What do you know about a ‘smoking gun’?

Published On 05/06/2018 | By Tamara Hunter | Litigation

The Full Court of the Federal Court of Australia has handed down its long-awaited decision in the Australian Competition and Consumer Commission’s appeal of the Pfizer case.  The case concerns when the testimonial evidence of managers responsible for developing a competitive strategy will overrule anti-competitive statements in ‘smoking gun’ documents.

The Full Court dismissed the ACCC’s appeal, finding that Pfizer had not misused its substantial market power for an anti-competitive purpose, and had not engaged in exclusive dealing conduct.

The ACCC has said that it is carefully considering the judgment.  The ACCC has 28 days from the date of the judgment to seek leave to appeal to the High Court.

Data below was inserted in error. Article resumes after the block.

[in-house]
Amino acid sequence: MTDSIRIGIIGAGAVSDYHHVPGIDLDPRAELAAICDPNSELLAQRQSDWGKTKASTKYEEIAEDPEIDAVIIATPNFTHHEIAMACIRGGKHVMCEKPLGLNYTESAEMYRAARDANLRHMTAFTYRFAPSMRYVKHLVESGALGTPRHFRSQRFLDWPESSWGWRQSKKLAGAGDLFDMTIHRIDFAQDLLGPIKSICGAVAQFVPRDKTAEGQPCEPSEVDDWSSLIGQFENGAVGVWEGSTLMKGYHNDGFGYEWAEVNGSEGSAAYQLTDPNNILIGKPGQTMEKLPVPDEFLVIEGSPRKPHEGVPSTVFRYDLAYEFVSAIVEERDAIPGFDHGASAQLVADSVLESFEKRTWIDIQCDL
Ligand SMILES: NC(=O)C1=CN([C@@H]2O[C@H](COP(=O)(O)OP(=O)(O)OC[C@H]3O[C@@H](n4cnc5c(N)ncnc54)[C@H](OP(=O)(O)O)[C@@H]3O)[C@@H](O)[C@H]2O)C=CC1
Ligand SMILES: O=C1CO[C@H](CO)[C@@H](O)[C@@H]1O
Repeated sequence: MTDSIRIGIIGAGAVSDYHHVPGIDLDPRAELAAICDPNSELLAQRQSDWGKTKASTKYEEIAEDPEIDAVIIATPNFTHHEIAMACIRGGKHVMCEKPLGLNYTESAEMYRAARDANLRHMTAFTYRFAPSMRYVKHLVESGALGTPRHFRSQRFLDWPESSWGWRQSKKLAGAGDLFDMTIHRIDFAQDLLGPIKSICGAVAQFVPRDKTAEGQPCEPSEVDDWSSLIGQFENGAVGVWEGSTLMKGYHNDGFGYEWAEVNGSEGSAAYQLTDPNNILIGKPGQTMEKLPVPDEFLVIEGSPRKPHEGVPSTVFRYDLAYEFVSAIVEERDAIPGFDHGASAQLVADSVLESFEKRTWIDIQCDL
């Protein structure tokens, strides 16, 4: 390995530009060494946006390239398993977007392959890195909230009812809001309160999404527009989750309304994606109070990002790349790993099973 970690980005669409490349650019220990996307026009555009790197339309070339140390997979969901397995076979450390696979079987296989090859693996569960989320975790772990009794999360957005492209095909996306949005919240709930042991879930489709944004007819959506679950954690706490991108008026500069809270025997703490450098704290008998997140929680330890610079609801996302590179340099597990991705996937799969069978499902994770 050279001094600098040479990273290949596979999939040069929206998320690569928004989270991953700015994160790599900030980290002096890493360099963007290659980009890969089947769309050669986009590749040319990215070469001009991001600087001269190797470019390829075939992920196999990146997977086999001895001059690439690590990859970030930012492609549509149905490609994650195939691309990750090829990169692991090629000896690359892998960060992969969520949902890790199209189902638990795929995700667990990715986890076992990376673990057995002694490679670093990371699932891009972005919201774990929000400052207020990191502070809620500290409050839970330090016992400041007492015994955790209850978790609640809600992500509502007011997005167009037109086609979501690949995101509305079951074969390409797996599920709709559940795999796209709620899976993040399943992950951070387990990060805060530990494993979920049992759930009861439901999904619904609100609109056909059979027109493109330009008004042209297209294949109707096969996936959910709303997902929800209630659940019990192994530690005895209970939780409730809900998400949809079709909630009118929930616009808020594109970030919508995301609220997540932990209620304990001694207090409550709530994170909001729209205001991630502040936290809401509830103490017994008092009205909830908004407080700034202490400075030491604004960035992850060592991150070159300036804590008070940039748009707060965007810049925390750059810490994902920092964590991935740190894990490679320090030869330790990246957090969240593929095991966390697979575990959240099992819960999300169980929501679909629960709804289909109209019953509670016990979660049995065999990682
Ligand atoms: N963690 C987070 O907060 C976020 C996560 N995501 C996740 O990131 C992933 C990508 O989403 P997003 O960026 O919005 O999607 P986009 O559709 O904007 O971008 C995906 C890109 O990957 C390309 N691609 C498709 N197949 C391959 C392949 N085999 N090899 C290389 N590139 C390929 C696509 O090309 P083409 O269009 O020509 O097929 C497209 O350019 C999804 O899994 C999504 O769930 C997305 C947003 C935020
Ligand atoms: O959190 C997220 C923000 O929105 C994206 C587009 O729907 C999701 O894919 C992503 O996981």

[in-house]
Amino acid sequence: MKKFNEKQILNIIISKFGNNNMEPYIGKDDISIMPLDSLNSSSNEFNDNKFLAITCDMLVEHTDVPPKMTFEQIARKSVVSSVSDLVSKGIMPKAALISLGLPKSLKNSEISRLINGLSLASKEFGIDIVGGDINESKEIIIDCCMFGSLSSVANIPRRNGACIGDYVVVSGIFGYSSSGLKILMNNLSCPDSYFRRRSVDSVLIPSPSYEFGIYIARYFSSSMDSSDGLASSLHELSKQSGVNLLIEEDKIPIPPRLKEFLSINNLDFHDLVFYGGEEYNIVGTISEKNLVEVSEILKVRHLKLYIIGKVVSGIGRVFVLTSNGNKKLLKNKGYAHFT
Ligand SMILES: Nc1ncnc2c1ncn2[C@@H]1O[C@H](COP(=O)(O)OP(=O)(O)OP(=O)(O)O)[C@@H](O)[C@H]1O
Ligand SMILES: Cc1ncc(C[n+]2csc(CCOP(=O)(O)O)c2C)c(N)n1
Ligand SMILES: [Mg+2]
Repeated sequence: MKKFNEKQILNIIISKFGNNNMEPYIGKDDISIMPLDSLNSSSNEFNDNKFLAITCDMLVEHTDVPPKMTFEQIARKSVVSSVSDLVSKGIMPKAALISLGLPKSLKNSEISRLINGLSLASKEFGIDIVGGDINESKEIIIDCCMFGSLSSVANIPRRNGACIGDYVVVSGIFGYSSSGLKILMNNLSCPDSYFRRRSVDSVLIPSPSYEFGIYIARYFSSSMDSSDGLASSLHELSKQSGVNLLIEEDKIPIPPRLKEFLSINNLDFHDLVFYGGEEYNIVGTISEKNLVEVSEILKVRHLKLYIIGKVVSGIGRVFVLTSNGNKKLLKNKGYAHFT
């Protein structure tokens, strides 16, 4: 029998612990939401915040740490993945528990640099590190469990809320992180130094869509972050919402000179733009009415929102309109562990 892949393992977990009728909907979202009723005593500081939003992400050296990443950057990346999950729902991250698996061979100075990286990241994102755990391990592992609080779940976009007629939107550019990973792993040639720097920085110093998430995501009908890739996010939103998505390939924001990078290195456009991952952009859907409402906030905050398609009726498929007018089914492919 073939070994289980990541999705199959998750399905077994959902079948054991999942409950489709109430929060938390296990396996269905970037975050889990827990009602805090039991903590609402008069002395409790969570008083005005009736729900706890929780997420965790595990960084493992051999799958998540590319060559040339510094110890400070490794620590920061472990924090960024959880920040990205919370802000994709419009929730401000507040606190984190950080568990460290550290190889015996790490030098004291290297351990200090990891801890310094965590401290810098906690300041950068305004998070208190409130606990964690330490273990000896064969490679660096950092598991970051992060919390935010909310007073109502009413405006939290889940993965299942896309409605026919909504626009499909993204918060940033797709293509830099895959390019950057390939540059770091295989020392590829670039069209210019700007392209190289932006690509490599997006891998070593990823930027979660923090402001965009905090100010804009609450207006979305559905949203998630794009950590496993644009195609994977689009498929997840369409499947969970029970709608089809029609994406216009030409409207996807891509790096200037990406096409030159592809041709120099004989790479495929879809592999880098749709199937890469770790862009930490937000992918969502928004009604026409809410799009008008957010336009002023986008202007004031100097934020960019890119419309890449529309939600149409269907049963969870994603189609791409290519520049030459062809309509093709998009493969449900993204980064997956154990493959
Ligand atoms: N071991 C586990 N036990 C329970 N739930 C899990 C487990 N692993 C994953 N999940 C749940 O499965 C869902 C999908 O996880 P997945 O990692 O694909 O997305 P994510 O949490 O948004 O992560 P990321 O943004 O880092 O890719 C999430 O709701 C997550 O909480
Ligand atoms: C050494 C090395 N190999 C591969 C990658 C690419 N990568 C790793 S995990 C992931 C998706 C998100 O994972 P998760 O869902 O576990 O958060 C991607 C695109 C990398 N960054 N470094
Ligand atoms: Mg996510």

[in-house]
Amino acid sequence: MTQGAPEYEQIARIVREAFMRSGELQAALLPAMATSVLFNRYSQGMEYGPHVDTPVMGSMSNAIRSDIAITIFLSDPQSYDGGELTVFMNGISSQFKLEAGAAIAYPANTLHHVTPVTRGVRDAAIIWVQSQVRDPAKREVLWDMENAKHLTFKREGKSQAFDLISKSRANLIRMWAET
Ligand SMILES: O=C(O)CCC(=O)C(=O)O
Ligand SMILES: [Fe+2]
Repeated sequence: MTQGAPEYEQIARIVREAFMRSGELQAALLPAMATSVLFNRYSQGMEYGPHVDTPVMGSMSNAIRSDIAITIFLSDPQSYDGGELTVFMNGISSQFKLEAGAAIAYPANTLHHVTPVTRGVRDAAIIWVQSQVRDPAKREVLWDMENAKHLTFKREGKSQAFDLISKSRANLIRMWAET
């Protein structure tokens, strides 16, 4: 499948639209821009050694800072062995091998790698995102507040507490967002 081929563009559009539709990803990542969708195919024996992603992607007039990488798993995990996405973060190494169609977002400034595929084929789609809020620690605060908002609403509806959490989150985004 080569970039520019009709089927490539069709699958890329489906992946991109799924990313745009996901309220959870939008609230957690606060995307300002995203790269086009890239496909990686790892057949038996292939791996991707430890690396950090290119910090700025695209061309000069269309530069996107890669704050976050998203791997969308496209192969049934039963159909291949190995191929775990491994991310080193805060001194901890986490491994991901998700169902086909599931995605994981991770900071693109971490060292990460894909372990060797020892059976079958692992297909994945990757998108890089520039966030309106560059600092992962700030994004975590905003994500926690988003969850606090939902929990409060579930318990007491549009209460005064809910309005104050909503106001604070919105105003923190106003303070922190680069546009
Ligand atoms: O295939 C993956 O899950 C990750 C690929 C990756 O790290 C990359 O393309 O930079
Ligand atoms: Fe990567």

How does the Court treat ‘smoking gun’ documents v the ‘final word’ of management?  Read more via our Alert written by Sharon Henrick and Rebecca Prior.

Image credit: Charles Knowles | Flickr |CC2.0 | Remixed to B&W and resized

About The Author

is a Partner in the competition and consumer litigation group at King & Wood Mallesons. Tamara has advised on the competition and consumer law aspects of commercial transactions, supported clients through high stakes regulatory litigation and class actions, and assisted clients to respond to investigations by the ACCC and other regulators in the Asia Pacific region.

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